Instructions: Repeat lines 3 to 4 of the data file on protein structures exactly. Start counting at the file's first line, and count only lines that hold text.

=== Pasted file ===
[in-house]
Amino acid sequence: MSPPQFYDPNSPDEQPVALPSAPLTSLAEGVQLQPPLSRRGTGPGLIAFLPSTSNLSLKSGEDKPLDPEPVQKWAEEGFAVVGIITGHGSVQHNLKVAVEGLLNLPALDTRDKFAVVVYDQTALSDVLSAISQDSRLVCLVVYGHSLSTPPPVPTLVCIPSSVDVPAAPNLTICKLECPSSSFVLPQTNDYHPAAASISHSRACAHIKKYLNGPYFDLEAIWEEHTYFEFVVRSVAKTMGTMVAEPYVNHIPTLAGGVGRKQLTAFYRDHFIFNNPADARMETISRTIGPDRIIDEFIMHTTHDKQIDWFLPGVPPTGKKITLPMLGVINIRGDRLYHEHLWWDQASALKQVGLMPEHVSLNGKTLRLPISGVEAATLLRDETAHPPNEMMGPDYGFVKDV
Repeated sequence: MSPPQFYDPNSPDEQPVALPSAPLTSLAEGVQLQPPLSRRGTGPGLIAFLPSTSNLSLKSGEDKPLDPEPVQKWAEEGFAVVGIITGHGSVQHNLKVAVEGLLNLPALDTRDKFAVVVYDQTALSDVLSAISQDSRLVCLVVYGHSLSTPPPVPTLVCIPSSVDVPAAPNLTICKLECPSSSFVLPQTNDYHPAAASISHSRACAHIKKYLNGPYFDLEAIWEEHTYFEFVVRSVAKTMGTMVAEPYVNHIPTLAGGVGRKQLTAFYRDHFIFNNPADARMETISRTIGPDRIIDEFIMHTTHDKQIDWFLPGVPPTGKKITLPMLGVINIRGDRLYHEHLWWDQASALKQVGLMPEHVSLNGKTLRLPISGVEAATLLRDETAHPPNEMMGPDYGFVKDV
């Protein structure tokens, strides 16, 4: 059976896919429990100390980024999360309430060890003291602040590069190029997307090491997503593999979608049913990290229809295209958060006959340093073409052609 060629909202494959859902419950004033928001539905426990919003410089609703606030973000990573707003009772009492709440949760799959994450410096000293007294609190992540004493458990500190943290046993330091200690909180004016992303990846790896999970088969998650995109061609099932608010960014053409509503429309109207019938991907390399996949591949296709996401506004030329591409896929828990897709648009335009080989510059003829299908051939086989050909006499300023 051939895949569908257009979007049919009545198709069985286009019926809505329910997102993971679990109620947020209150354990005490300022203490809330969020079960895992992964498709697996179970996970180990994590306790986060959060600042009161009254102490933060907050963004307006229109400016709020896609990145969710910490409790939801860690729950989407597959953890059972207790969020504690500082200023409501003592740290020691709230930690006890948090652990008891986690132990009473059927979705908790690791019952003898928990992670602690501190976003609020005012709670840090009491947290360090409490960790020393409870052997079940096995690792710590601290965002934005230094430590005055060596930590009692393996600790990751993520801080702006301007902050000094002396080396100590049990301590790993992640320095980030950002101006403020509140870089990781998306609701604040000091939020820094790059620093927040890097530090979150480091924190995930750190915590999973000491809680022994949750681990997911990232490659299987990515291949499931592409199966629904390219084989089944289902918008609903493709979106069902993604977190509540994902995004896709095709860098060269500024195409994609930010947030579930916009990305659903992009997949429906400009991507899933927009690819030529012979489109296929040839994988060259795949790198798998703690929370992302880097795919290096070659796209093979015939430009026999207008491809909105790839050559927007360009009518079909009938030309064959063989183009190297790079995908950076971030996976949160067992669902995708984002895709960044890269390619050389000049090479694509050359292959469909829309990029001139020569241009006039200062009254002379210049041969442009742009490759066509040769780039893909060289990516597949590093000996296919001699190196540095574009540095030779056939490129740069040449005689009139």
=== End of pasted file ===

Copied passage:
Repeated sequence: MSPPQFYDPNSPDEQPVALPSAPLTSLAEGVQLQPPLSRRGTGPGLIAFLPSTSNLSLKSGEDKPLDPEPVQKWAEEGFAVVGIITGHGSVQHNLKVAVEGLLNLPALDTRDKFAVVVYDQTALSDVLSAISQDSRLVCLVVYGHSLSTPPPVPTLVCIPSSVDVPAAPNLTICKLECPSSSFVLPQTNDYHPAAASISHSRACAHIKKYLNGPYFDLEAIWEEHTYFEFVVRSVAKTMGTMVAEPYVNHIPTLAGGVGRKQLTAFYRDHFIFNNPADARMETISRTIGPDRIIDEFIMHTTHDKQIDWFLPGVPPTGKKITLPMLGVINIRGDRLYHEHLWWDQASALKQVGLMPEHVSLNGKTLRLPISGVEAATLLRDETAHPPNEMMGPDYGFVKDV
């Protein structure tokens, strides 16, 4: 059976896919429990100390980024999360309430060890003291602040590069190029997307090491997503593999979608049913990290229809295209958060006959340093073409052609 060629909202494959859902419950004033928001539905426990919003410089609703606030973000990573707003009772009492709440949760799959994450410096000293007294609190992540004493458990500190943290046993330091200690909180004016992303990846790896999970088969998650995109061609099932608010960014053409509503429309109207019938991907390399996949591949296709996401506004030329591409896929828990897709648009335009080989510059003829299908051939086989050909006499300023 051939895949569908257009979007049919009545198709069985286009019926809505329910997102993971679990109620947020209150354990005490300022203490809330969020079960895992992964498709697996179970996970180990994590306790986060959060600042009161009254102490933060907050963004307006229109400016709020896609990145969710910490409790939801860690729950989407597959953890059972207790969020504690500082200023409501003592740290020691709230930690006890948090652990008891986690132990009473059927979705908790690791019952003898928990992670602690501190976003609020005012709670840090009491947290360090409490960790020393409870052997079940096995690792710590601290965002934005230094430590005055060596930590009692393996600790990751993520801080702006301007902050000094002396080396100590049990301590790993992640320095980030950002101006403020509140870089990781998306609701604040000091939020820094790059620093927040890097530090979150480091924190995930750190915590999973000491809680022994949750681990997911990232490659299987990515291949499931592409199966629904390219084989089944289902918008609903493709979106069902993604977190509540994902995004896709095709860098060269500024195409994609930010947030579930916009990305659903992009997949429906400009991507899933927009690819030529012979489109296929040839994988060259795949790198798998703690929370992302880097795919290096070659796209093979015939430009026999207008491809909105790839050559927007360009009518079909009938030309064959063989183009190297790079995908950076971030996976949160067992669902995708984002895709960044890269390619050389000049090479694509050359292959469909829309990029001139020569241009006039200062009254002379210049041969442009742009490759066509040769780039893909060289990516597949590093000996296919001699190196540095574009540095030779056939490129740069040449005689009139």